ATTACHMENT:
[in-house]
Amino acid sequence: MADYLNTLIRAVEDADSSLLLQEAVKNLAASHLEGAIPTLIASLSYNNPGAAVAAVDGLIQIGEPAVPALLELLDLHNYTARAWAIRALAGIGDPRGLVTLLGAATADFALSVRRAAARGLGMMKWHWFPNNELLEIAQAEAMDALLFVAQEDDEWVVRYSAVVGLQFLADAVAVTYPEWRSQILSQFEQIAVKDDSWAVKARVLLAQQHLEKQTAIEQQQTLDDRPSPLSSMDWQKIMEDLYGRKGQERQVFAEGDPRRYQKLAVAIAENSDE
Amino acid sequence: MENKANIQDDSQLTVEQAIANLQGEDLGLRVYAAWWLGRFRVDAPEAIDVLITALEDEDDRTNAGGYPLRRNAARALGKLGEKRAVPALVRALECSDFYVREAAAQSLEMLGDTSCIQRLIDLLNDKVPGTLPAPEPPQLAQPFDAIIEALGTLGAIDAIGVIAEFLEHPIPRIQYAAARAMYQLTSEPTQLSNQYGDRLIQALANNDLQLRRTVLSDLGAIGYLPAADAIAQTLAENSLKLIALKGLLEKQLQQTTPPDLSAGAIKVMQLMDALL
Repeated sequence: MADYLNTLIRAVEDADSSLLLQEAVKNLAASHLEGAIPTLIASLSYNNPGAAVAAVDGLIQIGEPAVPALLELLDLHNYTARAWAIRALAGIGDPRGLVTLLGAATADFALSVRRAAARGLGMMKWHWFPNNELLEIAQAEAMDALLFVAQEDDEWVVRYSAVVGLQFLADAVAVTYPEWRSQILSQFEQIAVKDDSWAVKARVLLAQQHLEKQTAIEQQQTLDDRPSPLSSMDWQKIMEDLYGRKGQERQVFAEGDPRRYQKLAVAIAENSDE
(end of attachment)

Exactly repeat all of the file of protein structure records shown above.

[in-house]
Amino acid sequence: MADYLNTLIRAVEDADSSLLLQEAVKNLAASHLEGAIPTLIASLSYNNPGAAVAAVDGLIQIGEPAVPALLELLDLHNYTARAWAIRALAGIGDPRGLVTLLGAATADFALSVRRAAARGLGMMKWHWFPNNELLEIAQAEAMDALLFVAQEDDEWVVRYSAVVGLQFLADAVAVTYPEWRSQILSQFEQIAVKDDSWAVKARVLLAQQHLEKQTAIEQQQTLDDRPSPLSSMDWQKIMEDLYGRKGQERQVFAEGDPRRYQKLAVAIAENSDE
Amino acid sequence: MENKANIQDDSQLTVEQAIANLQGEDLGLRVYAAWWLGRFRVDAPEAIDVLITALEDEDDRTNAGGYPLRRNAARALGKLGEKRAVPALVRALECSDFYVREAAAQSLEMLGDTSCIQRLIDLLNDKVPGTLPAPEPPQLAQPFDAIIEALGTLGAIDAIGVIAEFLEHPIPRIQYAAARAMYQLTSEPTQLSNQYGDRLIQALANNDLQLRRTVLSDLGAIGYLPAADAIAQTLAENSLKLIALKGLLEKQLQQTTPPDLSAGAIKVMQLMDALL
Repeated sequence: MADYLNTLIRAVEDADSSLLLQEAVKNLAASHLEGAIPTLIASLSYNNPGAAVAAVDGLIQIGEPAVPALLELLDLHNYTARAWAIRALAGIGDPRGLVTLLGAATADFALSVRRAAARGLGMMKWHWFPNNELLEIAQAEAMDALLFVAQEDDEWVVRYSAVVGLQFLADAVAVTYPEWRSQILSQFEQIAVKDDSWAVKARVLLAQQHLEKQTAIEQQQTLDDRPSPLSSMDWQKIMEDLYGRKGQERQVFAEGDPRRYQKLAVAIAENSDE